Saturday: Maps & Atlases with Mutts, Brontosarus

Did you contribute precious tourism money to Chicago last week by attending Pitchfork Music Festival? Well, this weekend the Windy City gives back. It’s a Chicago showcase on Saturday when Maps & Atlases, Mutts, and Brontosaurus hit the Terrace.

The members of Maps & Atlases are some of the finest musicians you’ll ever encounter. Dave Davison, besides sporting a pleasing southern rock-flavored voice (and a most impressive beard), makes up half of a wicked tandem of guitarists, with the other being Erin Elders. It won’t be long into their set on Friday before your jaw drops as their fingers fly with seeming effortlessness. Their rhythm session will produce no less amazement, as it may be tough for you to spot Chris Hainey’s arms once the music starts. Speed is impressive, but when you add to it that he creates some of the most imaginative and complex beats, it’s not surprising that many fans walk away floored by Maps & Atlases’ sets (“walking away floored” may be an oxymoron, but we’ll go for it). Bassist Shiraz Dada provides the pulse of the band.

Formed in 2005, Maps & Atlases released numerous EP’s before 2010’s highly successful debut LP Perch Patchwork, which was followed up by this year’s Beware and Be Grateful. Their music appeals to fans of all different kinds of music, as their tour history hints at: they’ve traveled the country with Ra Ra Riot and Minus the Bear, as well as acts like Circa Survive and The Fall of Troy. The diversity of their backgrounds and influences brings a little bit of everything to their music. It’s melodic like pop, active like experimental rock, easy to connect to like alt-rock, and avant-garde and occasionally surprising like indie rock. Maps & Atlases is a mutt, but one made up of the best parts of the purebreds.

Speaking of Mutts, the fellas leading in for Maps & Atlases happen to go by that moniker – and they deserve it just as much. Though often described as “if Tom Waits fronted a garage band,” that doesn’t even begin to describe the uniqueness of Mutts. How many garage bands do you know that don’t have a guitarist? Don’t get me wrong, however – they make a lot of noise. Theirs is just supplied by keyboards, bass, drums, and the growls of frontman Mike Maimone. Chicagoans seem to like it, as The Deli Chicago and their readers chose Mutts as Chicago’s Emerging Artist of 2011, largely due to their fantastic release Pray for Rain. Wisconsinites clearly approve, too, as there was such a demand for Mutts in the Dairy State that they played shows at Summerfest, at High Noon Saloon, and live on UW-Madison’s own WSUM… all within 24 hours of each other (and they documented it on video). Lucky for you, all their music is available for free download at their website, so you can see what all the fuss is about. In case their debut LP and three EP’s aren’t enough for you, they’ll release Separation Anxiety LP on August 2nd.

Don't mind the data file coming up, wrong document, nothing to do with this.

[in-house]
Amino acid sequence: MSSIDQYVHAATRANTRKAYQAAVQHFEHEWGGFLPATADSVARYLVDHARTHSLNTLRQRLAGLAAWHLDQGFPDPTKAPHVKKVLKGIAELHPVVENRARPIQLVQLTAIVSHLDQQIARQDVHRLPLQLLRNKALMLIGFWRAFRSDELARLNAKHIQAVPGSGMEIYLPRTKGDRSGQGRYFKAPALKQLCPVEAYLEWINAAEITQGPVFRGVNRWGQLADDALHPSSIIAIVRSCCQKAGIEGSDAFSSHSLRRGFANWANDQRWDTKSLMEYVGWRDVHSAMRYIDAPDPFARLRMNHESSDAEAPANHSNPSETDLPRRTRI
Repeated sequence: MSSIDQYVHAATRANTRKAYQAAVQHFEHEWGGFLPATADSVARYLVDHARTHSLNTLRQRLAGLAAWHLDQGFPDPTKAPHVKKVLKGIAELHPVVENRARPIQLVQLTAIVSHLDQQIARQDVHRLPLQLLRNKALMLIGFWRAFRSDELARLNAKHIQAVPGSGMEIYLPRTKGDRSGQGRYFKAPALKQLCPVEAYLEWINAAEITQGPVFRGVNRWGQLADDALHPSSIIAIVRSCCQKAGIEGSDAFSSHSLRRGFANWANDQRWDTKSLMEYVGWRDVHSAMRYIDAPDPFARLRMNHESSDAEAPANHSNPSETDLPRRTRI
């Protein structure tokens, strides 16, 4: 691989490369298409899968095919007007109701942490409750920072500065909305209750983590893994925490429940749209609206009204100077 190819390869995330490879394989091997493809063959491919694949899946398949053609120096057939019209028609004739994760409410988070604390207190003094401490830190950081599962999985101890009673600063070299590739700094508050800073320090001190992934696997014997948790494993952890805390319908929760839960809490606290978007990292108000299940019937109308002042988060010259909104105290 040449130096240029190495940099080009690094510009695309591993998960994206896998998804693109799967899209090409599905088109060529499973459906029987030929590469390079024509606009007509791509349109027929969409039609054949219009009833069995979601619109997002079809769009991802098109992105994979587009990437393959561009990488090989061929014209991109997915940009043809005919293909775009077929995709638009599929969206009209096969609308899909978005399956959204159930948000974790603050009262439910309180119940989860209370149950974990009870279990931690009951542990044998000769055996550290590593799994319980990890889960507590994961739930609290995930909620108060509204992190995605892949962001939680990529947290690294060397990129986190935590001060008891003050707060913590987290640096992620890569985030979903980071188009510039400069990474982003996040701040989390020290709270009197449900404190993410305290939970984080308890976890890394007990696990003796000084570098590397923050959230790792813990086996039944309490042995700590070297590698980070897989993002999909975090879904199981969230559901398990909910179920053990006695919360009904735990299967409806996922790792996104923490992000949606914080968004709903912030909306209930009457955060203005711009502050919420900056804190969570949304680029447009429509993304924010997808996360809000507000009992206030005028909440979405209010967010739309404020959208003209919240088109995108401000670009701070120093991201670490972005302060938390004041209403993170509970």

Brontosaurus will kick off the evening at 9 p.m. with their eerie pop melodies. A dynamic duo of members both named Nicholas (Kelly and Papaleo), Brontosaurus debuted in 2010 with Cold Comes to Town. Available for free preview (or download for a single dollar) at their bandcamp, the EP features sullen guitars, haunting piano, and beautifully dark vocal melodies. Continuing the theme of the night, the two members’ influences cover a diverse range of genres: classical, indie rock, metal, and prog rock.

Make sure you find your way to the Terrace at 9 p.m. on Saturday for this night of some of the Midwest’s finest rock… We’ll even supply the Maps & Atlases. I’m sorry, that was corny. Just check out Maps & Atlases’ “Solid Ground” music video below and we’ll forget I ever said that.

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